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Research led by first and second authors Aaron C. Viser, Adelaide R. Cooke, and corresponding author Anne F. Peery, MD, associate professor of medicine at the UNC School of Medicine, reveals how a screening tool can measure the prevalence of malnutrition among patients at the UNC Multidisciplinary Inflammatory Bowel Disease Clinic.

CHAPEL HILL, NC — Eating food and absorbing its nutrients is an everyday occurrence, but this normal activity can look different for someone who suffers from inflammatory bowel disease. IBD, which includes Crohn’s disease and ulcerative colitis, can cause chronic inflammation of the digestive tract – which for many reasons can lead to malnutrition. This malnourished state is associated with an increased risk of morbidity and mortality, and new findings show that many patients in IBD clinic screen positive for malnutrition, leading to the critical need for same-day dietitian support in the IBD clinic.

The study, published in Gastro Hep Advances, led by first and second authors Aaron C. Viser and Adelaide R. Cooke, used a validated and reliable malnutrition screening tool to screen patients in-person during their visit to UNC’s Multidisciplinary Inflammatory Bowel Disease Clinic in Chapel Hill, NC. Between June 7, 2022 and July 19, 2022, 237 IBD patients were screened. Results showed 14% of those patients were at high risk for malnutrition. The prevalence of a positive screen was 15% among patients with Crohn’s disease and 12% among patients with ulcerative colitis.

“It was important to do this study because we have limited time with our patients and often many problems to address,” said Anne F. Peery, MD, corresponding author and associate professor of medicine at the UNC School of Medicine. “It’s easy to miss malnutrition in the clinic setting.”

The malnutrition screening tool asked three questions to determine whether or not a patient met the criteria. The quick three-minute survey included questions such as, have you recently lost weight without trying? If yes, how much weight have you lost? Have you been eating poorly because of a decreased appetite? One key factor to highlight was that most patients in the cohort had a normal or overweight body mass index, showing that malnutrition risk can develop at any body weight.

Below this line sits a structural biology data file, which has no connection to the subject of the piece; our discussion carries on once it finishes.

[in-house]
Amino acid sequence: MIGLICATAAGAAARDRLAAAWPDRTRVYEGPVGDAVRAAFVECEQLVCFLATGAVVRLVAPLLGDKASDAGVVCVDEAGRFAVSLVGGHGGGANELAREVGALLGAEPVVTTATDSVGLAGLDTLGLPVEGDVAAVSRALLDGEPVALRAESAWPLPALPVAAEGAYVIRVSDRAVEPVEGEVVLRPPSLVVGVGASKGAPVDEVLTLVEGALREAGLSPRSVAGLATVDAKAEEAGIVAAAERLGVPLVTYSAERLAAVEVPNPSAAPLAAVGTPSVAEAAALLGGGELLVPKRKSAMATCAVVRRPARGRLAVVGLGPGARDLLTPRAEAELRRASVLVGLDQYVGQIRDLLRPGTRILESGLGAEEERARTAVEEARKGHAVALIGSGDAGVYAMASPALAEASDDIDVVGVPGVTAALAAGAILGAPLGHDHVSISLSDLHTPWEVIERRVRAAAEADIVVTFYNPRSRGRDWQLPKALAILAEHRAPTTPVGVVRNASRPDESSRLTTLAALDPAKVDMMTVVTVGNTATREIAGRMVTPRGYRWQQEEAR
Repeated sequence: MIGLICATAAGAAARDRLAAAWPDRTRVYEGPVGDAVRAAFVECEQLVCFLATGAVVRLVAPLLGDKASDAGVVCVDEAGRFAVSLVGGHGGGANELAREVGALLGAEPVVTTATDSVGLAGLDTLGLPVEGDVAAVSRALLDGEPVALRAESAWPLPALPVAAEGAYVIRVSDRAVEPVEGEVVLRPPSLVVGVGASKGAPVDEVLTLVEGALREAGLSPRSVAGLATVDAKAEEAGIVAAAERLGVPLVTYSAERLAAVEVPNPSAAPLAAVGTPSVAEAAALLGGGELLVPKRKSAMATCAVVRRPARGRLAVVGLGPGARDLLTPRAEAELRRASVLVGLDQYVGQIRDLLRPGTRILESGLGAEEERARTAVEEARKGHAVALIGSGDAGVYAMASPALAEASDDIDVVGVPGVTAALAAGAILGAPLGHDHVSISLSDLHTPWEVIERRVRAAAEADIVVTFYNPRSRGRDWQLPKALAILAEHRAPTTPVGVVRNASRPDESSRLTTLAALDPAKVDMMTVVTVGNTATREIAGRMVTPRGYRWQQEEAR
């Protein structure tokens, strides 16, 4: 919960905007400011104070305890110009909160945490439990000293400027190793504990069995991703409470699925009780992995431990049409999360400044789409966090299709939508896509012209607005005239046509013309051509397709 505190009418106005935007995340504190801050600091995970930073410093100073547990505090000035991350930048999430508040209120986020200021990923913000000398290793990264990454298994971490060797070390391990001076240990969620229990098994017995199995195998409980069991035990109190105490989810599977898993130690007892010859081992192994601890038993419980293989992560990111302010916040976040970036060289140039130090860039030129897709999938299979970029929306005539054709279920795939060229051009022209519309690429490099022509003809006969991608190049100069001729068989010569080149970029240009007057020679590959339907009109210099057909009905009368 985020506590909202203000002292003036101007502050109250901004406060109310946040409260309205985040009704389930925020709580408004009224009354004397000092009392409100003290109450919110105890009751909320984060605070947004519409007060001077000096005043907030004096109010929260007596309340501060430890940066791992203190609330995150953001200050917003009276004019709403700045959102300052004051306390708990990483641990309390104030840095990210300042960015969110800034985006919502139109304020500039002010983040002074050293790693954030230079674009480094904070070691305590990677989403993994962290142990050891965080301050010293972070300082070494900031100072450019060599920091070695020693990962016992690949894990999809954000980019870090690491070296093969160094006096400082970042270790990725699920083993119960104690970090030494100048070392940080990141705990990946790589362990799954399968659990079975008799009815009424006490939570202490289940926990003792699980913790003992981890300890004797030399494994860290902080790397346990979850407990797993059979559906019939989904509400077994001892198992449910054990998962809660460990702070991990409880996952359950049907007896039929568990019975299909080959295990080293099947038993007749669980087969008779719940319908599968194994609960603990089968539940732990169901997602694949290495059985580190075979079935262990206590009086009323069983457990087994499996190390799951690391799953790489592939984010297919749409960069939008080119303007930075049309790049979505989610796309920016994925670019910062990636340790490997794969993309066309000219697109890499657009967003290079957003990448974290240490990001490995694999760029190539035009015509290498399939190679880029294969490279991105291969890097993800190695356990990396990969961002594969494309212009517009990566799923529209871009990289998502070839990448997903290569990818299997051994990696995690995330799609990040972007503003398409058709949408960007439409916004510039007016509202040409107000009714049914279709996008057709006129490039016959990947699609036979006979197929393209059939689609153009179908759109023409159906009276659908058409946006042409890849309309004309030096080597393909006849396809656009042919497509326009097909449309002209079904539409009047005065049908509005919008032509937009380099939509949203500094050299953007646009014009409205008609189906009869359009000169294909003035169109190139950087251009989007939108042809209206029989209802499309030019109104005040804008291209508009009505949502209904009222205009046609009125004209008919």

Symptoms such as diarrhea, abdominal pain, fever, nausea, low energy and loss of appetite are all signs of active disease. The study showed 28% of the patients in an IBD flare met the criteria for malnutrition. Among those with a positive screen, 28% of patients had active disease and 8% were in remission. With these results, researchers say an evaluation from a registered dietitian plays a key role in caring for IBD patients in clinic.

“A positive screen for malnutrition should be immediately followed up with a formal nutrition assessment,” said Peery, who is also director of the Adult Inpatient Nutrition Support Team in the Division of Gastroenterology and Hepatology at the Department of Medicine. “A registered dietitian in clinic can fill this gap in care and can help the team develop a plan to meet the patient’s nutrition needs. We are fortunate to now have a full-time registered dietitian with us in the GI clinic. She has significantly improved the care we provide.”

“Moving forward, it would be useful to have our care partners in clinic who room the patient also screen the patients for malnutrition,” said Peery.

This study is another example of how patients with IBD do best when they receive multidisciplinary care. A registered dietitian can help the team identify any deficiencies, estimate the patient’s energy and protein needs, and help to develop a plan to meet these needs. This study was funded in part by the National Institutes of Health.

Media contact: Brittany Phillips, UNC Health & UNC School of Medicine Communications Specialist